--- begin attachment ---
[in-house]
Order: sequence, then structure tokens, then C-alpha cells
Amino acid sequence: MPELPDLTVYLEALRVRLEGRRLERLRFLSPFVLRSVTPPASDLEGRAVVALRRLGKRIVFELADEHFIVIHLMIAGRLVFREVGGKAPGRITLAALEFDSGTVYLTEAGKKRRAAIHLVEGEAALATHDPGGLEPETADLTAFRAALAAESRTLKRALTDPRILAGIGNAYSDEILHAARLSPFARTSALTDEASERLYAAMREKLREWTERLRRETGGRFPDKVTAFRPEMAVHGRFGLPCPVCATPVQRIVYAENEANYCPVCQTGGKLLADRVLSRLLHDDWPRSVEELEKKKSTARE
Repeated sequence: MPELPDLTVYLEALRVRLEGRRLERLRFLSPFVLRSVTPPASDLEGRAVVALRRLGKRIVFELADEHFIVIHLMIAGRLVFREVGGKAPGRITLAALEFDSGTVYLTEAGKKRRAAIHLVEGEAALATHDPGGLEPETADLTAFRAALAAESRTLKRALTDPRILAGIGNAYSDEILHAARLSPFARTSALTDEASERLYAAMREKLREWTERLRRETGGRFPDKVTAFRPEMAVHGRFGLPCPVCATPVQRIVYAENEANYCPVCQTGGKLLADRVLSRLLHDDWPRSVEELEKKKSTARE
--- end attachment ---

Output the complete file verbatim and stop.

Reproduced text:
[in-house]
Order: sequence, then structure tokens, then C-alpha cells
Amino acid sequence: MPELPDLTVYLEALRVRLEGRRLERLRFLSPFVLRSVTPPASDLEGRAVVALRRLGKRIVFELADEHFIVIHLMIAGRLVFREVGGKAPGRITLAALEFDSGTVYLTEAGKKRRAAIHLVEGEAALATHDPGGLEPETADLTAFRAALAAESRTLKRALTDPRILAGIGNAYSDEILHAARLSPFARTSALTDEASERLYAAMREKLREWTERLRRETGGRFPDKVTAFRPEMAVHGRFGLPCPVCATPVQRIVYAENEANYCPVCQTGGKLLADRVLSRLLHDDWPRSVEELEKKKSTARE
Repeated sequence: MPELPDLTVYLEALRVRLEGRRLERLRFLSPFVLRSVTPPASDLEGRAVVALRRLGKRIVFELADEHFIVIHLMIAGRLVFREVGGKAPGRITLAALEFDSGTVYLTEAGKKRRAAIHLVEGEAALATHDPGGLEPETADLTAFRAALAAESRTLKRALTDPRILAGIGNAYSDEILHAARLSPFARTSALTDEASERLYAAMREKLREWTERLRRETGGRFPDKVTAFRPEMAVHGRFGLPCPVCATPVQRIVYAENEANYCPVCQTGGKLLADRVLSRLLHDDWPRSVEELEKKKSTARE